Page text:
Pit bull bans have been rising and falling in America, but a recent one truly struck the heart. The Inquisitr reported on the story of Zeus the pit bull. Zeus was the name of the pit bull at the center of the fight to rescind the recently instituted pit bull ban, or “vicious dog ban.”
It was Zeus’s family member O’Hara who was the focal point of the heart-wrenching story that helped bring a national audience to the October passage of Moreauville’s, Louisiana, pit bull ban.
O’hara, who is wheelchair bound and wears a restrictive neck brace, was devastated over the news of the ordinance that would take away her “therapy dog.” CNN reported that the girl explained that her pit bull Zeus helped with spasms she has that she used to wake her mother in the middle of the night for before getting her pit bull.
In the language of the pit bull ban, which also covered Rottweilers, it was written that the pit bull that was taken away was to be euthanized. The Times-Picayune reports that the town alderman admitted the language was in the bill, even though the mayor said the dog would be placed outside the town limits.
A Facebook page, national outcry, and a petition containing 200,000 signatures later, the town chose to halt the ordinance. According to the Times-Picayune, the mayor stated that it needs to be “rethought” and “redone.” As well, he stated the December 1 deadline was “not going to happen.” The mayor suggested that he did not understand why the national attention was squarely focused or “jumped on” Moreauville, Louisiana.
This having to do with the fact that many, including St. Francisville, have pit bull bans as well. Alderman Lemoine states that Moreauville’s ban was based of the St. Francisville pit bull ban.
Despite the heartfelt appeal that changed Moreauville’s and the other locales in the country that have begun to repeal or repeal and replace pit bull bans, locales in Louisiana have not budged on their pit bull bans. St. Francisville’s ban, according to the Times-Picayune, is exactly like the one that was just mostly repealed in Moreauville.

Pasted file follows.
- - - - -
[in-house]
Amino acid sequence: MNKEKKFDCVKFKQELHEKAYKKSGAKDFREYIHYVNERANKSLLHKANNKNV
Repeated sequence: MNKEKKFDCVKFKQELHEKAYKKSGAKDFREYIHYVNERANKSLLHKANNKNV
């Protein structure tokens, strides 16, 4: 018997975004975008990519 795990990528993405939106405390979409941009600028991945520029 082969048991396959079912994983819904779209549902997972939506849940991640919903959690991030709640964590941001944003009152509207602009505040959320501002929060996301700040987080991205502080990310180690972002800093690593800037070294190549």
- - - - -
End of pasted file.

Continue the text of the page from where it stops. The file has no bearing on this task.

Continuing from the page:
“Prohibited breeds, according to the St. Francisville ordinance, would be dealt with if found out by requiring the owner to find it another home outside the town limits, or if the dog remains impounded for more than 30 days, the dog shall be destroyed pursuant to applicable provisions of law.[emphasis added]”
Joanna Armand, Zeus’s owner, feels that pit bull bans or Breed Specific Legislation (BSL) is discriminatory and is glad she brought the country into the pit bull ban discussion that centered around Zeus. KC Theisen, the director of pet care for the Humane Society of the U.S., says BSL’s are based on a “myth.” Theisen went on to explain that there is “no evidence” to suggest that “one breed” is “more dangerous” than any other.
PETA senior VP Lisa Lange states that “in this country right now” pit bulls are the “most abused” animal. Lange stated she was not aware of Moreauville’s pit bull ban until after it was repealed. However, she feels her group would have been against it.
Zeus’s owner said she is satisfied her call to stop the pit bull ban that would have separated Zeus, her “fur baby,” from her family. She plans to use the experience in Moreauville to stop breed bans in other places.
“Now family just wants to pay it forward to another community and keep going with it,” she said
There are nineteen states that, at this time, ban towns and communities in it from passing such legislation.
[Images via Saving Zeus & Breed Specific Legistration Map]